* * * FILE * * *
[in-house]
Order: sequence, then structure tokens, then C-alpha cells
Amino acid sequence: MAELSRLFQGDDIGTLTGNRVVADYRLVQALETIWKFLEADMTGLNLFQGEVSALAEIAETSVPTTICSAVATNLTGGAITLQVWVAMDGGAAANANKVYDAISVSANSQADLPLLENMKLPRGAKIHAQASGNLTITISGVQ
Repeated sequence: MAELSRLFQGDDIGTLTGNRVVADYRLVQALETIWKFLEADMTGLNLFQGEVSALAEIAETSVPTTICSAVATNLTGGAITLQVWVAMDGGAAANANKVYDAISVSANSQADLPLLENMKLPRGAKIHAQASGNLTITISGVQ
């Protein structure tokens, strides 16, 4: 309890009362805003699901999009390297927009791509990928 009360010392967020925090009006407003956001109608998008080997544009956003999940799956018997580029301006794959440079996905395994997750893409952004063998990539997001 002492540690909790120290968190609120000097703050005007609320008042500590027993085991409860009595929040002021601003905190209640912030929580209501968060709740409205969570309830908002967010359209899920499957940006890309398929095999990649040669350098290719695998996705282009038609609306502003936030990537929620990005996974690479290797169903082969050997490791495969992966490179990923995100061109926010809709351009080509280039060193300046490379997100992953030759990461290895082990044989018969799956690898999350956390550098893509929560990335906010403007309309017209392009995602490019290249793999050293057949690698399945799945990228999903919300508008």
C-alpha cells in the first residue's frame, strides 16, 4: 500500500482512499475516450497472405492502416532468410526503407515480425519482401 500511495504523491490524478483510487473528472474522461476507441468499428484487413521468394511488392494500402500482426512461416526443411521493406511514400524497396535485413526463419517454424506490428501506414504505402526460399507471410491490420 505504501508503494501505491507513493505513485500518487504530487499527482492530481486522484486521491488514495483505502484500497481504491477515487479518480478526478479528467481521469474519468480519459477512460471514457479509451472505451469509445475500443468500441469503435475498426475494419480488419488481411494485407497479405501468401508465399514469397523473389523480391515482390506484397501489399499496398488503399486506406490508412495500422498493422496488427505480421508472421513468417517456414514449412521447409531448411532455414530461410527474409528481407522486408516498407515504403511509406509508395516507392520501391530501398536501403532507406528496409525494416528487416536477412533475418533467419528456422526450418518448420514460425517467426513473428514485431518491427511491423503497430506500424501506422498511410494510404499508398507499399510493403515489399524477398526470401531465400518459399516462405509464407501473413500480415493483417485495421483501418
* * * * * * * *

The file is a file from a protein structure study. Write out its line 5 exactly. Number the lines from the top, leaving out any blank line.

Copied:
């Protein structure tokens, strides 16, 4: 309890009362805003699901999009390297927009791509990928 009360010392967020925090009006407003956001109608998008080997544009956003999940799956018997580029301006794959440079996905395994997750893409952004063998990539997001 002492540690909790120290968190609120000097703050005007609320008042500590027993085991409860009595929040002021601003905190209640912030929580209501968060709740409205969570309830908002967010359209899920499957940006890309398929095999990649040669350098290719695998996705282009038609609306502003936030990537929620990005996974690479290797169903082969050997490791495969992966490179990923995100061109926010809709351009080509280039060193300046490379997100992953030759990461290895082990044989018969799956690898999350956390550098893509929560990335906010403007309309017209392009995602490019290249793999050293057949690698399945799945990228999903919300508008």